A clearly unwell Kimi Raikkonen said that he still intends to start Sunday's race, despite suffering from pain from a muscle in his lower back that saw him curtail his running in Free practice 3 on Saturday and then slump to 13th place in qualifying, his worst qualifying position since his first race with Lotus in Australia 2012.

"Unfortunately today didn't go to plan as the issue with my back meant I couldn't really drive properly this morning, so we didn't get everything done like we wanted in the practice session," said Raikkonen after exiting qualifying in Q2 for the second weekend in succession. "But that is how it goes and we will see what we can do tomorrow.

"I think it is a combination of both," he replied when asked whether his poor grid slot was the result of his back problem or issues with the car itself. "It's still quite painful and there wasn't much more I could do in qualifying when you take that combination of things into account."

But Raikkonen said that he definitely intends to make the start of the race on Sunday. "I'll be on the grid tomorrow and we'll try to get the maximum from where we are at the start," he said. "It is not the first time and I don't think it will be the last time I have had the pain," revealing that it was a legacy from a race accident 12 years ago.

Team principal Eric Boullier said that the team would monitor Raikkonen's condition and give him whatever support the Finn needed to take up his place on the grid.

"With the pain-killing injection, he doesn't feel anything but I think we will have to monitor through the night and see how he feels tomorrow," said Boullier.

Raikkonen's back issue comes just days after the driver confirmed he was leaving the team for Ferrari partly because of issues with his salary getting paid, which had left him driving for free for the team on occasion, leaving paddock speculation to ponder whether Raikkonen had just had enough for now.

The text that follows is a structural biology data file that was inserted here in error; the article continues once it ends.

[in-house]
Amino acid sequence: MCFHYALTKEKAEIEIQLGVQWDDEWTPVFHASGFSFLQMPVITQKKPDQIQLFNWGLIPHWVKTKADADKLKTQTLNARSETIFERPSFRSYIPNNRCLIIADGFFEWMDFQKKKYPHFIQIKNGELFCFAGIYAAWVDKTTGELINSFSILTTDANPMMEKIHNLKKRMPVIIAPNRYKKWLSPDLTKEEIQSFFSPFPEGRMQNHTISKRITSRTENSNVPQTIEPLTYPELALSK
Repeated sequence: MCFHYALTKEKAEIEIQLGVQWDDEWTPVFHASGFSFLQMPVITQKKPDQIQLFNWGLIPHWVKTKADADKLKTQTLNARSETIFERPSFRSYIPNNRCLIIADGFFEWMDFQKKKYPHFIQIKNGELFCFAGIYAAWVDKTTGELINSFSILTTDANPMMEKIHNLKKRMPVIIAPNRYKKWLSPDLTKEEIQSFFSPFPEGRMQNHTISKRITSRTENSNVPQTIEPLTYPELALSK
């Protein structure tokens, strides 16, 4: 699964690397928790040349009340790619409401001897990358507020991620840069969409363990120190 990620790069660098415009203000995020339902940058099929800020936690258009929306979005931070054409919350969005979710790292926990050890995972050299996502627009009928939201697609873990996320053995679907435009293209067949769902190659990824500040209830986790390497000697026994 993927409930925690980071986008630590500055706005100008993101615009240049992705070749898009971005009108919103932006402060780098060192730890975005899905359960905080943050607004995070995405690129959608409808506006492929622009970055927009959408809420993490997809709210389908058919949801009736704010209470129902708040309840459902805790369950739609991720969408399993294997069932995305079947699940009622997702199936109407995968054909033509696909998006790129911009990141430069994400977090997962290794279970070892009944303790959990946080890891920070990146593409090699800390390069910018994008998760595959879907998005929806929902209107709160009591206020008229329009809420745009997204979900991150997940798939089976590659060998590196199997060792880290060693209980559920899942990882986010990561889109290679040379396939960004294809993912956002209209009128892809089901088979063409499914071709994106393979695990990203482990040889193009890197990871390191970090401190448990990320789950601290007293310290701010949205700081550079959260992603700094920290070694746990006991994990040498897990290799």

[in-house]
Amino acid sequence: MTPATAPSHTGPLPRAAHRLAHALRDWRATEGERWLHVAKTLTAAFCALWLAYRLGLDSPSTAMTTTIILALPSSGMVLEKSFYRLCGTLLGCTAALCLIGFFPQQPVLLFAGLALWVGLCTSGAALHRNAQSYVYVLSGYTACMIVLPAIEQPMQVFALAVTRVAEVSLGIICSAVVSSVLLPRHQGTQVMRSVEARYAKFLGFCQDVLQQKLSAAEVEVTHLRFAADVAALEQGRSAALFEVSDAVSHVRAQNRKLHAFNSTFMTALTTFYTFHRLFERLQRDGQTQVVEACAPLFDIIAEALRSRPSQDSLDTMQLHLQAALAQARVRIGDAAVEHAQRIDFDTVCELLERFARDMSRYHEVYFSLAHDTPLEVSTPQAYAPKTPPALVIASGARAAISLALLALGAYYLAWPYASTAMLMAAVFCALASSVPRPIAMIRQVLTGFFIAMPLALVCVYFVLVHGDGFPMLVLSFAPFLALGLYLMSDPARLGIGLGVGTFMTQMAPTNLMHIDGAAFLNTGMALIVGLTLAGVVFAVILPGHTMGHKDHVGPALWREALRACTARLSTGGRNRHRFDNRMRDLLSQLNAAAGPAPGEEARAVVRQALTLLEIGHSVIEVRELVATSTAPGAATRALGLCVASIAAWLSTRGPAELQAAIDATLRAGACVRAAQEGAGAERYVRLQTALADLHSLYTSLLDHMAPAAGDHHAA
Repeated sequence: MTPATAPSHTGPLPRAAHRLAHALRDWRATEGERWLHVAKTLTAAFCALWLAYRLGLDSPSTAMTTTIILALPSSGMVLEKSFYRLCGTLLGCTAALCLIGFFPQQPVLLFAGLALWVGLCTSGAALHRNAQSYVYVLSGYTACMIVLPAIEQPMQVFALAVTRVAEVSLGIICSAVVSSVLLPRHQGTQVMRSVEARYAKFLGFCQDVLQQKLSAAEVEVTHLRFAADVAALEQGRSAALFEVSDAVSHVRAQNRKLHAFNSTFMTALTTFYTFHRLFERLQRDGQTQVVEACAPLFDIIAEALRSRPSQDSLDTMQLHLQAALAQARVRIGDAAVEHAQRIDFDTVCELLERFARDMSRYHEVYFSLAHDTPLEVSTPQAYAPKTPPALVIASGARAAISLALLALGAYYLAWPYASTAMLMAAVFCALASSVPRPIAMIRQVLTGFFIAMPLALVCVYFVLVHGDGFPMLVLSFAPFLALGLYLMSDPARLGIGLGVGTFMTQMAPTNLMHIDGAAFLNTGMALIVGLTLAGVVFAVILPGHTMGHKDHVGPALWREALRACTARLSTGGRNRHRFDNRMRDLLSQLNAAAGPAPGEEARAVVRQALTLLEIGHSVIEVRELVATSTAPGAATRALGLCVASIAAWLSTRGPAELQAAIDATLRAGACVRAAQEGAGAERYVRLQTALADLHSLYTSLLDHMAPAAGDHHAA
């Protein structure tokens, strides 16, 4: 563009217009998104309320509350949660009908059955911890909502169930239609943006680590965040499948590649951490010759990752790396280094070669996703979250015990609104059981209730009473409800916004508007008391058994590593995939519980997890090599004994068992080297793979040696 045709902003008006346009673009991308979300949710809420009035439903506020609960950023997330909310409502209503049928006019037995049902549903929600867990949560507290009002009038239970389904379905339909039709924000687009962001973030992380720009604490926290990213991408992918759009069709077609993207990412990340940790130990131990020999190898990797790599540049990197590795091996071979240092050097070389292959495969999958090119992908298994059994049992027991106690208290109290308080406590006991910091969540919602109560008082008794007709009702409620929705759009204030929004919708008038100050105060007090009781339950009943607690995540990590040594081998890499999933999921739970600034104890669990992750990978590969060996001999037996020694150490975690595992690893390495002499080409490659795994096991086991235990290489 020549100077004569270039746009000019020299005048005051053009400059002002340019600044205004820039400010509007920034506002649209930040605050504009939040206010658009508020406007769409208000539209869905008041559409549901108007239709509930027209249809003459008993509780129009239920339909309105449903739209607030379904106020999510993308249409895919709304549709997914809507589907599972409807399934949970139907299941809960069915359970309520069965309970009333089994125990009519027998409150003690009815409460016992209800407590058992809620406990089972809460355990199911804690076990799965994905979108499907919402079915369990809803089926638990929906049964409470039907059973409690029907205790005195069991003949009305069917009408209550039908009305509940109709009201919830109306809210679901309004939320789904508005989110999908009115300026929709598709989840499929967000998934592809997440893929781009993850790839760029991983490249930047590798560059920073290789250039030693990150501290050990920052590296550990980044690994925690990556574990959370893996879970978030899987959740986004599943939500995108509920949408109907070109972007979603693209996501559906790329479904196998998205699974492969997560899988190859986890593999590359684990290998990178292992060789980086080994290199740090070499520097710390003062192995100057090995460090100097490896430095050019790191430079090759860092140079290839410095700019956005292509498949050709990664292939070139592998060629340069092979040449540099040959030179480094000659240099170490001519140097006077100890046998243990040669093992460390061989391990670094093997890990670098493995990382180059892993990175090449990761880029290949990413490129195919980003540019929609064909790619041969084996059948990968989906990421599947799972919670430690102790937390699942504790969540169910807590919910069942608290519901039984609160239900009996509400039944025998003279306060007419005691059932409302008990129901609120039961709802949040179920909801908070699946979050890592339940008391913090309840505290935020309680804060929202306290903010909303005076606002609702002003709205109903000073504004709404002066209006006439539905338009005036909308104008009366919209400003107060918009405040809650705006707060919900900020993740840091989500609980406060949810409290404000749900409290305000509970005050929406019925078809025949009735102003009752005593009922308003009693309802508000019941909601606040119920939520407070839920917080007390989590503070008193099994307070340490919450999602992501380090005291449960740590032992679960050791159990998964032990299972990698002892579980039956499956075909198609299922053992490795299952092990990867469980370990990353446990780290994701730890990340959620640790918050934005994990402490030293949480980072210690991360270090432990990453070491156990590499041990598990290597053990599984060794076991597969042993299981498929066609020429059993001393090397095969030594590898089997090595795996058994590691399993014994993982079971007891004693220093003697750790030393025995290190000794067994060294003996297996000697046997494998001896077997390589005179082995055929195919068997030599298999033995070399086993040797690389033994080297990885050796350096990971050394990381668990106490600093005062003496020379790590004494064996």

"There are a lot of stories around and maybe the back pain was something on the top of everything," agreed Boullier. "[But] there is no issue, his money is guaranteed, it is just a cash flow issue. It is a little bit sad in some ways, but we have to deal with it."

In the meantime, Boullier could celebrate his other driver's achievement of claiming third place on the grid for Sunday's night race, after Romain Grosjean had delivered on his promise of strong form in Singapore.

"The car is good and Romain is on it as well so I think we have to expect to be on the podium tomorrow," said Boullier. "If we can split the Red Bulls that would be good."

Grosjean himself indicated a podium was very much the primary objective for Sunday. "We've got lots of fresh tyres for tomorrow so a podium is definitely the target.

"After all the issues we had yesterday the team did a fantastic job to get the car running well and also to find a good setup despite having done so few laps," he said after a Friday beset by technical issues. "The car felt good all day; enough that we were confident in taking a risk during Q1 by not running the option tyres.

"It was a great strategy call that really paid off, and I think with a little more luck on the out lap we could maybe even have been one place higher," Grosjean added.

Boullier said that the difference in performance between the two drivers on Saturday certainly hadn't been down to Raikkonen any sort of reduced level of support from the team following the Finn's announcement that he was departing for Ferrari at the end of the current season.

"When we are racing like this weekend, everything is shared between the guys," Boullier insisted. "The only thing we make sure is that any information about next year will not be shared with him."